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Session: Imaging General ePoster Viewing [Return to Session]

Assessment of the Generalizability of Organ Segmentation CNNs Across CT Scanner Manufacturers

A Weisman*, M La Fontaine, O Lokre, R Munian-govindan, T Perk, AIQ Solutions, Madison, WI


PO-GePV-I-64 (Sunday, 7/10/2022)   [Eastern Time (GMT-4)]

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Purpose: There are many useful applications for automated CT organ segmentation methods using convolutional neural networks (CNNs). Here, we assess whether CNNs trained for organ segmentation can generalize across scanner manufacturers.

Methods: CT images of 405 patients were retrospectively acquired from Siemens Healthineers (N=186, 12 scanner models) and GE Medical Systems (N=219, 8 scanner models) scanners. 18 structures were manually contoured on each CT image (liver, spleen, lung, thyroid, kidneys, pancreas, adrenal glands, bladder, aorta, bowel, stomach, heart, salivary glands, choroid plexus, and eyes). A 3D U-net was trained on the CT images using across-scanner (train Siemens, test GE, and vice-versa), and scanner-mixed (50/50 Siemens/GE training and testing) approaches. In total, 4 U-nets were trained (2 scanner-specific, 2 scanner-mixed), each with 186 training images. Performance in the test images was quantified using Dice Similarity Coefficient (DSC). Differences in across-scanner and scanner-mixed approaches was quantified using median DSC value and Wilcoxon signed rank tests.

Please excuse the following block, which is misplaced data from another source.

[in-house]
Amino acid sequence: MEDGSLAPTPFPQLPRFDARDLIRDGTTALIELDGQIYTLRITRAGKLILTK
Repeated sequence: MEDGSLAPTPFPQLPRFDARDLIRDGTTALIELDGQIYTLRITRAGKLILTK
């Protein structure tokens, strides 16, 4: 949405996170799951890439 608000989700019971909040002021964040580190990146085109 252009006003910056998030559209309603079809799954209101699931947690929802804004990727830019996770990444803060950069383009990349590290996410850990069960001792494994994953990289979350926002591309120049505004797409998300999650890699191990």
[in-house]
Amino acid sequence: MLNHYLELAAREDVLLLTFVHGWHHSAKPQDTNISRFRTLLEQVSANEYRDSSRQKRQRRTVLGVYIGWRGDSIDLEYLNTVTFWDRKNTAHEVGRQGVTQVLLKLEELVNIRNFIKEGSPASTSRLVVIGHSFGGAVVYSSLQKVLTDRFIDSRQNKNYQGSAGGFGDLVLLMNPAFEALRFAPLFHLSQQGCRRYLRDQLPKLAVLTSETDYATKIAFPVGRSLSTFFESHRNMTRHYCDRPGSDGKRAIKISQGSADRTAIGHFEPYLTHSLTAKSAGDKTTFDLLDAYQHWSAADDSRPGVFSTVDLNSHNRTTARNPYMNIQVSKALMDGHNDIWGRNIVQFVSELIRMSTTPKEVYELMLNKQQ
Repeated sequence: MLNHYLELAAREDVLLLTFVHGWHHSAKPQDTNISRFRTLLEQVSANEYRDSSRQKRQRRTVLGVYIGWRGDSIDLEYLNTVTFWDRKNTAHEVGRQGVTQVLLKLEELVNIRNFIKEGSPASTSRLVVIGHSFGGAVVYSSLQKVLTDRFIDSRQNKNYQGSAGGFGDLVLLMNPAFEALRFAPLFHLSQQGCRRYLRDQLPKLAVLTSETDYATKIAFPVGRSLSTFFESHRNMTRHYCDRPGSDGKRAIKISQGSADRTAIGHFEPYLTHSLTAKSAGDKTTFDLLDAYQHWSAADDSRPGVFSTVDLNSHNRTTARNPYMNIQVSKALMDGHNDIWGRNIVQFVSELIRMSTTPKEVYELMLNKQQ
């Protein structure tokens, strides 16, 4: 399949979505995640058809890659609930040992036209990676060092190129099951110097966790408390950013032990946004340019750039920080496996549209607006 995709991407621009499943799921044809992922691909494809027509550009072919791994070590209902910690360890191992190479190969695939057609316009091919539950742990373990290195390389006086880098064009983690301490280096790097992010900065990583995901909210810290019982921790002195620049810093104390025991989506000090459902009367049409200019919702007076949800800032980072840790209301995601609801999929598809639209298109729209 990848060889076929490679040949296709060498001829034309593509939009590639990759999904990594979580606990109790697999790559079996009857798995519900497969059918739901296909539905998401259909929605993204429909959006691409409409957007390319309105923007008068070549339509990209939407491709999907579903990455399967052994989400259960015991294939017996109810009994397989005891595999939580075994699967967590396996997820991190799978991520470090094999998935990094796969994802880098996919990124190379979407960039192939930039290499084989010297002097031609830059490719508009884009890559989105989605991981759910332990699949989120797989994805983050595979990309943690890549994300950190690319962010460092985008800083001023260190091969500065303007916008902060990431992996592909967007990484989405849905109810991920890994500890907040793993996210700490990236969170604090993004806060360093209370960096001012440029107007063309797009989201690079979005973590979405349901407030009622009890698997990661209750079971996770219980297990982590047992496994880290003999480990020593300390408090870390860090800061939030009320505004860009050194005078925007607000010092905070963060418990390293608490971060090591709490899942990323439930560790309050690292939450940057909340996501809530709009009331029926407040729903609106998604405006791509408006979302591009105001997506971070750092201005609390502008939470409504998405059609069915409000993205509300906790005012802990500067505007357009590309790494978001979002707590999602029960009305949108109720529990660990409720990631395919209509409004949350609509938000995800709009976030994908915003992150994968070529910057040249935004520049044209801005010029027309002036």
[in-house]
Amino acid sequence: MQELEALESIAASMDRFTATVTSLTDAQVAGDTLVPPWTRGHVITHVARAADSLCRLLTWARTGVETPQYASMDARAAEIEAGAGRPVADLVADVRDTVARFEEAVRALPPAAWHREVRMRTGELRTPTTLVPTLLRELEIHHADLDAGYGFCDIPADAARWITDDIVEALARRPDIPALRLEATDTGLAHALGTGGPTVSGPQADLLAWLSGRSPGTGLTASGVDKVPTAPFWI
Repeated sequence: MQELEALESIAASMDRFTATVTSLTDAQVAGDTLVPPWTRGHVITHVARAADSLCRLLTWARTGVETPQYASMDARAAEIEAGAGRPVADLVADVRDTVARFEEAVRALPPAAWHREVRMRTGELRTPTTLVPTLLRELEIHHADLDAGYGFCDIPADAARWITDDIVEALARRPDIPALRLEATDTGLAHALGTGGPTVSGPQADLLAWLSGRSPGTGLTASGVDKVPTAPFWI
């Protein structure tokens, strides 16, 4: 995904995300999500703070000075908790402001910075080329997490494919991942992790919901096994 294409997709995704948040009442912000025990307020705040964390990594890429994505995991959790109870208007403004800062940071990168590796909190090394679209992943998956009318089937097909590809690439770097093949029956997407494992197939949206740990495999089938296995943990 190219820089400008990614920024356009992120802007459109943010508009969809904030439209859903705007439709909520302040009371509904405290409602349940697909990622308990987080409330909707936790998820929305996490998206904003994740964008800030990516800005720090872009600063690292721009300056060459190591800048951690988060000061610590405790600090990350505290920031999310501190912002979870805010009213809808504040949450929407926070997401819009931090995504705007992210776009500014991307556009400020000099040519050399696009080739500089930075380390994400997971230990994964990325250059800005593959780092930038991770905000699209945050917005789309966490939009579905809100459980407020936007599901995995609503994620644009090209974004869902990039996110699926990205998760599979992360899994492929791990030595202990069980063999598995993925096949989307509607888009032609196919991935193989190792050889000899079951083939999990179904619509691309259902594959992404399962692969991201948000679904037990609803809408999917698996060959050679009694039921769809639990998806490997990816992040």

Results: For the 219 GE images, the scanner-mixed approach had significantly higher DSC for 12/16 structures compared to the across-scanner approach. In these 12 structures, median improvements in DSC ranged from +0.001 to +0.03. The remaining 4 structures (thyroid, adrenals, stomach, aorta) did not show significant differences in across-scanner vs scanner-mixed training. In the 186 Siemens images, the scanner-mixed showed a significantly higher DSC in 8/16 structures compared to across-scanner training, while significantly lower DSC was found in 5 structures (thyroid, adrenals, heart, pituitary glands, choroid plexus). In all structures, median DSC differences of the Siemens data ranged from -0.03 to +0.02.

Conclusion: When testing the generalizability of CNNs trained on multiple scanners from a single manufacturer, results varied by manufacturer and anatomic structure. Our results indicate that manufacturer impact on segmentation of organs was minimal, even when the DSC changes were significant.

Funding Support, Disclosures, and Conflict of Interest: All authors on this abstract are employed by AIQ Solutions


Segmentation, CT


IM/TH- image Segmentation: CT

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